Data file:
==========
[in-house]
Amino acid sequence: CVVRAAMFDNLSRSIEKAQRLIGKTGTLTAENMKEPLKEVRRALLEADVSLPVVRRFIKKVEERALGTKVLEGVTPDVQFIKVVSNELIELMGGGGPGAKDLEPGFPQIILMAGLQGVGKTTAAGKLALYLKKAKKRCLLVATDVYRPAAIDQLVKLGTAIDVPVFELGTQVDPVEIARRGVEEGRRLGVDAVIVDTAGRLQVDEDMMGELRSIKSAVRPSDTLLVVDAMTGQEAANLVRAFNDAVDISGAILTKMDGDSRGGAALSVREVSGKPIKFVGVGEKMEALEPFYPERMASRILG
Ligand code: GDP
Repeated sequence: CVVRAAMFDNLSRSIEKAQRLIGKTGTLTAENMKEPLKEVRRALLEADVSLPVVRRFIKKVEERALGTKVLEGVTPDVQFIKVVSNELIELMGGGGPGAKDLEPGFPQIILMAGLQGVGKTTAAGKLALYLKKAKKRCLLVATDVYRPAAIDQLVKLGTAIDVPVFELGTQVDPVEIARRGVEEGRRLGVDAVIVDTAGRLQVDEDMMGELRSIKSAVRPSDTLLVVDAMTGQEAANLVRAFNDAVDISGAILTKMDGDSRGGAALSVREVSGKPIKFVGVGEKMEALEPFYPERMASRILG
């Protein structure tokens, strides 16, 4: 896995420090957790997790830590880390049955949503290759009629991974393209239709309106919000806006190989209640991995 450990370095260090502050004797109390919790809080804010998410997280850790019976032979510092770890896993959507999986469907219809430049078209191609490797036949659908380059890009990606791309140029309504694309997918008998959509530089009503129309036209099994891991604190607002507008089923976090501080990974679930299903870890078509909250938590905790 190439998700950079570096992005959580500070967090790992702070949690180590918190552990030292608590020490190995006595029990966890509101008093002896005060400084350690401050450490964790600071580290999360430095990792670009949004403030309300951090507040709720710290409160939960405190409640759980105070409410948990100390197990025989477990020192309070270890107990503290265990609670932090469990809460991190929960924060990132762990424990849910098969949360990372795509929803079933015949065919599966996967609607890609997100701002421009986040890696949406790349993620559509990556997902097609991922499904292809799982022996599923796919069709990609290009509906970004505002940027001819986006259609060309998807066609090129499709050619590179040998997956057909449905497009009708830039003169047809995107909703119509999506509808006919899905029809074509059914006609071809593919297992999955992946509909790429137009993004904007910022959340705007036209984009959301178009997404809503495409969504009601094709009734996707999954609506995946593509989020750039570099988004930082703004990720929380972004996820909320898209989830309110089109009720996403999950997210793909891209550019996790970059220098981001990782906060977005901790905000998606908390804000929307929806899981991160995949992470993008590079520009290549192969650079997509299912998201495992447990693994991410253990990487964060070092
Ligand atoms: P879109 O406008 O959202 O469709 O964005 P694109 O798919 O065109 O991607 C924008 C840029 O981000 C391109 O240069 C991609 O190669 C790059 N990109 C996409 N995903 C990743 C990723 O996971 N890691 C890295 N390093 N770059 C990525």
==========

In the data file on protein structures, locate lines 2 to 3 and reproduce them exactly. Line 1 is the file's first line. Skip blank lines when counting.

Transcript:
Amino acid sequence: CVVRAAMFDNLSRSIEKAQRLIGKTGTLTAENMKEPLKEVRRALLEADVSLPVVRRFIKKVEERALGTKVLEGVTPDVQFIKVVSNELIELMGGGGPGAKDLEPGFPQIILMAGLQGVGKTTAAGKLALYLKKAKKRCLLVATDVYRPAAIDQLVKLGTAIDVPVFELGTQVDPVEIARRGVEEGRRLGVDAVIVDTAGRLQVDEDMMGELRSIKSAVRPSDTLLVVDAMTGQEAANLVRAFNDAVDISGAILTKMDGDSRGGAALSVREVSGKPIKFVGVGEKMEALEPFYPERMASRILG
Ligand code: GDP